The Wolverine



The wolverine is the largest land-dwelling species of the family Mustelidae. It is a stocky and muscular carnivore, more closely resembling a small bear than other mustelids. The wolverine, a solitary animal, has a reputation for ferocity and strength out of proportion to its size, with the documented ability to kill prey many times larger than itself.

The wolverine is found primarily in remote reaches of the Northern boreal forests and subarctic and alpine tundra of the Northern Hemisphere, with the greatest numbers in northern Canada, the US state of Alaska, the mainland Nordic countries of Europe, and throughout western Russia and Siberia. Its population has steadily declined since the 19th century owing to trapping, range reduction and habitat fragmentation. The wolverine is now essentially absent from the southern end of its European range.

Wolverines are considered to be primarily scavengers. A majority of the wolverine's sustenance is derived from carrion, on which they depend almost exclusively in winter and early spring. Wolverines may find carrion themselves, feed on it after the predator is done feeding (especially wolf packs) or simply take it from another predator. Wolverines are also known to follow wolf and lynx trails, purportedly with the intent of scavenging the remains of their kills. Whether eating live prey or carrion, the wolverine's feeding style appears voracious, leading to the nickname of "glutton" (also the basis of the scientific name). However, this feeding style is believed to be an adaptation to food scarcity, especially in winter.

The wolverine is also a powerful and versatile predator. Prey mainly consists of small to medium-sized mammals, but the wolverine has been recorded killing prey such as adult deer that are many times larger than itself. Prey species include porcupines, squirrels, chipmunks, beavers, marmots, moles, gophers, rabbits, voles, mice, rats, shrews, lemmings, caribou, roe deer, white-tailed deer, mule deer, sheep, goats, cattle, bison, moose, and elk. Smaller predators are occasionally preyed on, including martens, mink, foxes, Eurasian lynx, weasels, and coyote and wolf pups. Wolverines have also been known to kill Canadian lynx in the Yukon of Canada. Wolverines often pursue live prey that are relatively easy to obtain, including animals caught in traps, newborn mammals, and deer (including adult moose and elk) when they are weakened by winter or immobilized by heavy snow. Their diets are sometimes supplemented by birds' eggs, birds (especially geese), roots, seeds, insect larvae, and berries.

Wolverines inhabiting the Old World (specifically, Fennoscandia) hunt more actively than their North American relatives. This may be because competing predator populations in Eurasia are not as dense, making it more practical for the wolverine to hunt for itself than to wait for another animal to make a kill and then try to snatch it. They often feed on carrion left by wolves, so changes in wolf populations may affect the population of wolverines. They are also known on occasion to eat plant material.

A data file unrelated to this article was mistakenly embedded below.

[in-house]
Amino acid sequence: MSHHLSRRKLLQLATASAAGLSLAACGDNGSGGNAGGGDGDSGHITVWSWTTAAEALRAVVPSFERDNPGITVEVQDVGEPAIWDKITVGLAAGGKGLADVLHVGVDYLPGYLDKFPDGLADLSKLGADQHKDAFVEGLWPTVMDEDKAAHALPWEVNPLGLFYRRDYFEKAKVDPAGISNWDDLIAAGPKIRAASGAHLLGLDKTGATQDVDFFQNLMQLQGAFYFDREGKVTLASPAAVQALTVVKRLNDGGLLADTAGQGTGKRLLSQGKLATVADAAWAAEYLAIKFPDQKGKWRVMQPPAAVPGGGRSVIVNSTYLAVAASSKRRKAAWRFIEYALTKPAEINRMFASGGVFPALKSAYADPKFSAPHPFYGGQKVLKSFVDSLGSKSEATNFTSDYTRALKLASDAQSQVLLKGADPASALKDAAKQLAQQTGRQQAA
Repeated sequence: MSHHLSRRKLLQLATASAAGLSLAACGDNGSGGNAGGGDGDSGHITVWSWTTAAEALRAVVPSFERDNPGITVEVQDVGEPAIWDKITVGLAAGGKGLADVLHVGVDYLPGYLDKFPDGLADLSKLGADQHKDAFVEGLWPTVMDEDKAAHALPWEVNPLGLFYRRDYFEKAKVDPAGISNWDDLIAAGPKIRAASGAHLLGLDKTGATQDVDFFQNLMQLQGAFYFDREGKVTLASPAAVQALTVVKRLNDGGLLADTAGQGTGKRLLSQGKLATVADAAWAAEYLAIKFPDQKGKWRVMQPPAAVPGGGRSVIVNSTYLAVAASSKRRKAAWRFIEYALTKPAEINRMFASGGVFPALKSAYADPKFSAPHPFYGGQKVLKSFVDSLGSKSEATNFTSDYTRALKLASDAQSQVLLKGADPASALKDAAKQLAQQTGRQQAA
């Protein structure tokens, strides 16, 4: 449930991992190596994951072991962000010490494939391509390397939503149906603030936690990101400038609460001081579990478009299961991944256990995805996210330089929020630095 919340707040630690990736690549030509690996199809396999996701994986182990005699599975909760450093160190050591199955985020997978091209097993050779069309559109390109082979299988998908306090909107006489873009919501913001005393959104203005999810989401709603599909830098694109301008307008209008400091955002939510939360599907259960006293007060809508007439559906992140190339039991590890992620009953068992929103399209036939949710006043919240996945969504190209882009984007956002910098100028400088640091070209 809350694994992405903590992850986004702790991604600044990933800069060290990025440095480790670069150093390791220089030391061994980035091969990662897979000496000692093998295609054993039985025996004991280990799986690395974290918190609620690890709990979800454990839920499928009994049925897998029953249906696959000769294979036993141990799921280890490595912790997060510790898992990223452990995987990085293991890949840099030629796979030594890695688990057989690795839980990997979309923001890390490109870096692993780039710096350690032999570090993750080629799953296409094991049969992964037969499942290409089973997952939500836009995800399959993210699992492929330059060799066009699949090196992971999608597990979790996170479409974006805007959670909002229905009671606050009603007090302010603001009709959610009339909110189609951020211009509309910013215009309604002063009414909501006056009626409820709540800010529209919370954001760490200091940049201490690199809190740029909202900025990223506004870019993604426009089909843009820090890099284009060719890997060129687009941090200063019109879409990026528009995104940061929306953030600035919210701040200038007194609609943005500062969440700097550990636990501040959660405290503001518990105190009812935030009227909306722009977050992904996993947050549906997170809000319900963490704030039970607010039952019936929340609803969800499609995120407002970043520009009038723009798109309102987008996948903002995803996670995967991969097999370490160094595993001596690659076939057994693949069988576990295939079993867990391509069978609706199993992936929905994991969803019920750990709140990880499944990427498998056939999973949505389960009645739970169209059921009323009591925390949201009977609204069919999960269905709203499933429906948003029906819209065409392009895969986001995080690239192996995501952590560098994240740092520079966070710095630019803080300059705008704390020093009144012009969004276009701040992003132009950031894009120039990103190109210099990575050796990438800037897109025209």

Wolverines frequently cache their food during times of plenty. This is of particular importance to lactating females in the winter and early spring, a time when food is scarce.

Successful males will form lifetime relationships with two or three females, which they will visit occasionally, while other males are left without a mate. Mating season is in the summer, but the actual implantation of the embryo (blastocyst) in the uterus is stayed until early winter, delaying the development of the fetus. Females will often not produce young if food is scarce. The gestation period is 30–50 days, and litters of typically two or three young ("kits") are born in the spring. Kits develop rapidly, reaching adult size within the first year. The typical longevity of a wolverine in captivity is around 15 to 17 years, but in the wild the average lifespan is more likely between 8 and 10 years. Fathers make visits to their offspring until they are weaned at 10 weeks of age; also, once the young are about six months old, some reconnect with their fathers and travel together for a time.

Many cities, teams, and organizations use the wolverine as a mascot. For example, the US state of Michigan is, by tradition, known as "the Wolverine State", and the University of Michigan takes the animal as their mascot. The association is well and long established: for example, many Detroiters volunteered to fight during the American Civil War and George Armstrong Custer, who led the Michigan Brigade, called them the "Wolverines". The origins of this association are obscure; it may derive from a busy trade in wolverine furs in Sault Ste. Marie in the 18th century or may recall a disparagement intended to compare early settlers in Michigan with the vicious mammal. Wolverines are, however, extremely rare in Michigan. A sighting in February 2004 near Ubly was the first confirmed sighting in Michigan in 200 years. The animal was found dead in 2010.

The wolverine figures prominently in the mythology of the Innu people of eastern Qu├ębec and Labrador. In at least one Innu myth, it is the creator of the world.

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